ELGIN, Texas (KXAN) — Lights and sirens are a familiar sight, but police SUVs go through a major overhaul before you see them on the road.
“It comes equipped from the dealer as a basic car,” said Elgin Police Chief Chris Bratton.
In light of carbon monoxide concerns with the Austin Police Department’s Ford Explorer Police Interceptors, the chief wants people to know how police interceptors are modified. He hopes to give clarity on what could possibly go wrong and cause a carbon monoxide leak.
He showed KXAN one of his department’s Ford Explorers, the same model giving Austin police problems.
“So, what you see in the driver’s area is the computer that we add — radar detector, dash cam for the car, the control module for the dash cam goes in the console along with the radio — and all of that gets wired through to where it’s grounded out on the car,” Chief Bratton explained.
“Everything except the radio and the computer is mounted in the car when we take delivery of it,” he said.
Chief Bratton says most of the modifications are done by a company north of Dallas. “They have to be pretty careful about if and when they drill a hole, [they] make sure it’s sealed up properly to prevent anything from the outside getting into the car,” the chief said.
Austin modifies its police SUVs a little differently. A city spokesperson says the vehicles are managed by the city’s fleet services. The SUVs are up-fitted by three different places.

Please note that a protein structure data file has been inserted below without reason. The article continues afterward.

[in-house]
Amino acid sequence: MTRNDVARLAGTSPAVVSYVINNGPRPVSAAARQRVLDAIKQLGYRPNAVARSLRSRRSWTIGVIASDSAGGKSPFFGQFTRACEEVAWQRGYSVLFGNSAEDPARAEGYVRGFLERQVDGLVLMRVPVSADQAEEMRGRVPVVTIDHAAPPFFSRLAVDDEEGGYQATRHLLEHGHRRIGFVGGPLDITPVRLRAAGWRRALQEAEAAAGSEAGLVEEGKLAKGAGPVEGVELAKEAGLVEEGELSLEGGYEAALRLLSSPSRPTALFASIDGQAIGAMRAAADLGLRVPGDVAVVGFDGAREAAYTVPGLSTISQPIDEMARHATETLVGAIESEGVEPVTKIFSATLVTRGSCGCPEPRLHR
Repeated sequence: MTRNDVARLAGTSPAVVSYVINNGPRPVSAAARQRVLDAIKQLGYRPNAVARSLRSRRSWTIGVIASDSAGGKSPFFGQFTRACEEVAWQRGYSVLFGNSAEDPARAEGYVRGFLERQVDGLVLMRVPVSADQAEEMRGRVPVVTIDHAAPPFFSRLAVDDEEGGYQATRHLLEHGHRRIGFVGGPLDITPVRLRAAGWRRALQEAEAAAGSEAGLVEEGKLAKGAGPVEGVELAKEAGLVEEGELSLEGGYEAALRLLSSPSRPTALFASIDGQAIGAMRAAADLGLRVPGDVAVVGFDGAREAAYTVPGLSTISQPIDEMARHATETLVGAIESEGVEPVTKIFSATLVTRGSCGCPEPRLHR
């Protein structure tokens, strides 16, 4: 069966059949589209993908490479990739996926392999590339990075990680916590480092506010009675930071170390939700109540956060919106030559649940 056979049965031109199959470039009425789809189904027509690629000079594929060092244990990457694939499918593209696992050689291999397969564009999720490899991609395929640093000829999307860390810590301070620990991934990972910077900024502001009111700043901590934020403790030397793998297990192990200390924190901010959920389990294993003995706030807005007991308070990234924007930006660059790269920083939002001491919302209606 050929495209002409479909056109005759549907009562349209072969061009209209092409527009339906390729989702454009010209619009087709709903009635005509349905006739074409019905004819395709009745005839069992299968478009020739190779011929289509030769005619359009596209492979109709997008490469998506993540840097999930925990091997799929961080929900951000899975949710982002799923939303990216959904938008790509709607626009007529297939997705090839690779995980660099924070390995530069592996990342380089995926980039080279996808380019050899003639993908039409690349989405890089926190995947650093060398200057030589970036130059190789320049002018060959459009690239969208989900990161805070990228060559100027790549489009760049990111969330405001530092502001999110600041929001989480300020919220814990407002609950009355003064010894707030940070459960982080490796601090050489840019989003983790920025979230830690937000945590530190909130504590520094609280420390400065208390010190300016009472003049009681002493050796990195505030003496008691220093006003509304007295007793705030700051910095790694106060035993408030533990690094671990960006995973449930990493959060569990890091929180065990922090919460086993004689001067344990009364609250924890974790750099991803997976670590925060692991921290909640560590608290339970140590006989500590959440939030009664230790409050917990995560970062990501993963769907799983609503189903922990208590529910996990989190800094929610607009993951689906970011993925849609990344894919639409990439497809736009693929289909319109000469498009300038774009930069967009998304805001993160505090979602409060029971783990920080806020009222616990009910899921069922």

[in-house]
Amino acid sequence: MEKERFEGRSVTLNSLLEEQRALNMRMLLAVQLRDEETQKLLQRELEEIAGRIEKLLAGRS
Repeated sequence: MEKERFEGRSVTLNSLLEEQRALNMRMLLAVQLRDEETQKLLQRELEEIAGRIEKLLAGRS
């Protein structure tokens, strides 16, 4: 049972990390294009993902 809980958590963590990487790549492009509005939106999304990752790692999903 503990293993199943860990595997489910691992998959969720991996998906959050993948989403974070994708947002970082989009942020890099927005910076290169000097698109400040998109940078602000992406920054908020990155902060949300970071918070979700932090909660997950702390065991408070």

First, Silsbee Ford Dealership in Silsbee, Texas, modifies the SUVs, making them safe for use as police vehicles by turning the backseat into a prisoner transport area, and doing things like modifying the locks.
Then the city’s fleet services adds bumpers and steel to the exterior of the vehicles and the decals to make it look like a police unit. Then the city’s communications and technology management department adds equipment like radios, weapon racks, lights, sirens and dash cams to the SUVs.
Chief Bratton says his department is like many others in the area, closely monitoring what’s happening to the Austin Police Department. He’s having carbon monoxide detectors installed on all the Ford Explorers in his department’s fleet.
“Better to be proactive then to wait until we have a problem and have to scramble and have to figure out what’s going on,” he said.
The Ford Motor Company and The National Highway & Traffic Safety Administration have been in Austin since Monday trying to pinpoint the cause of potential carbon monoxide leaks. More than 60 Austin Police Explorers are out of service for CO concerns.
Both Ford and the NHTSA plan to stay through Thursday, looking at all of the city’s fleet.